Tendai Gukutikwa and Nyasha Mapasa Post Correspondents
WITH taped mouths to signify the conspiracy of silence surrounding the scourge of violence against women and girls, hundreds of Christians from different denominations took to the streets of Mutare on Wednesday to mark the recently launched “Speak up: No Longer Silent” campaign.
Clad in their different church regalia and mouths taped with black adhesive tape, the congregants and development partners marched from Sakubva Beit Hall to Hilltop United Methodist Church.
The campaign, which ran under the theme “Speak Out”, was launched by different church leaders to commemorate the annual 16 Days of Activism against Gender Based Violence, which runs from November 25 to December 10.
The event was organised by Diocese of Mutare Community Care Programme (DOMCCP) with support from Trocaire, Plan International and SIDA.
DOMCCP communications officer Mr Kudakwashe Chidziya said the campaign was meant to encourage both men and women to break the silence on Sexual and Gender Based Violence (SGBV). Most women suffer in silence.
“We have rolled out the Speak Out campaign as an advocacy strategy aimed at reducing the impact and social acceptance of SGBV).
“Religion and culture are some of the leading elements which perpetuate women’s silence, especially on issues of violence. This initiative seeks to break that culture of silence,” he said.
DOMCCP executive director Mr Robert Munhenga said they engaged religious leaders because they have the power to create the much needed change towards ending gender based violence.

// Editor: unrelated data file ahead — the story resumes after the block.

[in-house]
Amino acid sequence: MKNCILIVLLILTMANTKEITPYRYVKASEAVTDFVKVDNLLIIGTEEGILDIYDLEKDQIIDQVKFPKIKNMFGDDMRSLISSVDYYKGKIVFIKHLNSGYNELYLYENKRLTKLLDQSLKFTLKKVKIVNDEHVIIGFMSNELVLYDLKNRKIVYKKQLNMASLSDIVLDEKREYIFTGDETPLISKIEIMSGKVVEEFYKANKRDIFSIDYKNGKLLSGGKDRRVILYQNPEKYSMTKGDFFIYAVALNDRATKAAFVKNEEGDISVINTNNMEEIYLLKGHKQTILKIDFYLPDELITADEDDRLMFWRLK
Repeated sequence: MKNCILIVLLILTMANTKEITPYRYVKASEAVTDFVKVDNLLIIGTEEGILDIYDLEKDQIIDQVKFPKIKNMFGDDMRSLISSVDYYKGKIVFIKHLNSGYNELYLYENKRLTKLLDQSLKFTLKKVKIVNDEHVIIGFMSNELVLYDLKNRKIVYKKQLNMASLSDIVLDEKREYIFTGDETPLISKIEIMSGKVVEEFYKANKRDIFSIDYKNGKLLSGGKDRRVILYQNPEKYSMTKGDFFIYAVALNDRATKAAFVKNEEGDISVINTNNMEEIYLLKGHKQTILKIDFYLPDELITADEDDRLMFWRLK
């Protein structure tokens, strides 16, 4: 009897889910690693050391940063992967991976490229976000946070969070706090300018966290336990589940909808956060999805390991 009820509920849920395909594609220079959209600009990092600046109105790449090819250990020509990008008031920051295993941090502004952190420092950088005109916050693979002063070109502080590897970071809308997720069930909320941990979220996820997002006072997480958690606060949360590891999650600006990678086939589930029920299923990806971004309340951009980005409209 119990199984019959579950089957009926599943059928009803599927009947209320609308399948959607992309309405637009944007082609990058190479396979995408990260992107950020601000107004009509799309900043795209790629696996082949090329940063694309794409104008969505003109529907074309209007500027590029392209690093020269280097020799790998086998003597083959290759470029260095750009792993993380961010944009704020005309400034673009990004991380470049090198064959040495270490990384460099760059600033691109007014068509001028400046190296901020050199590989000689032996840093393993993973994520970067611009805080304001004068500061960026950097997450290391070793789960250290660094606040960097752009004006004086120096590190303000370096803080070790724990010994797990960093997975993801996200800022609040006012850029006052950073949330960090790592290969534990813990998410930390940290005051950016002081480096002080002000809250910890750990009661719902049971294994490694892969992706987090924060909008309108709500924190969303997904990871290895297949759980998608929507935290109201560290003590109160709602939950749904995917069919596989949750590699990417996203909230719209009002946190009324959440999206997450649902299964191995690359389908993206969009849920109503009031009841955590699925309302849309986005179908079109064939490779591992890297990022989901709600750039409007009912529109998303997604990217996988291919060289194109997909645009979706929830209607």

“We have engaged the religious leaders so that we have the pronouncements starting from the pulpit denouncing gender based violence. We expect their followers to cascade the message to their homes, workplaces and communities,” he said.
Mutare Roman Catholic Diocese Bishop Reverend Paul Horan also urged church leaders to be on the forefront of speaking out against SGBV.
“I challenge church leaders to take lead and encourage congregants to speak out. When SGBV takes place in our churches, let us not sweep it under the carpet to protect the church. Instead, let us hate it with the same passion with which we hate sin because it is sin,” he said.
The campaign also received support from Zimbabwe Heads of Christian Denominations (ZHOCDs), an umbrella body of the four main religious networks – the Zimbabwe Catholic Bishops Conference (ZCBC), Zimbabwe Council of Churches (ZCC), Evangelical Fellowship of Zimbabwe (EFZ) and Union for the Development of Apostolic Churches in Zimbabwe (UDACIZA).
According to the latest Zimbabwe Health Demographic Survey, more than 35 percent of married women aged between 15 and 49 years experience spousal violence in their partnerships. As of 2015, seven out of 10 women were being affected by gender-based violence on a daily basis.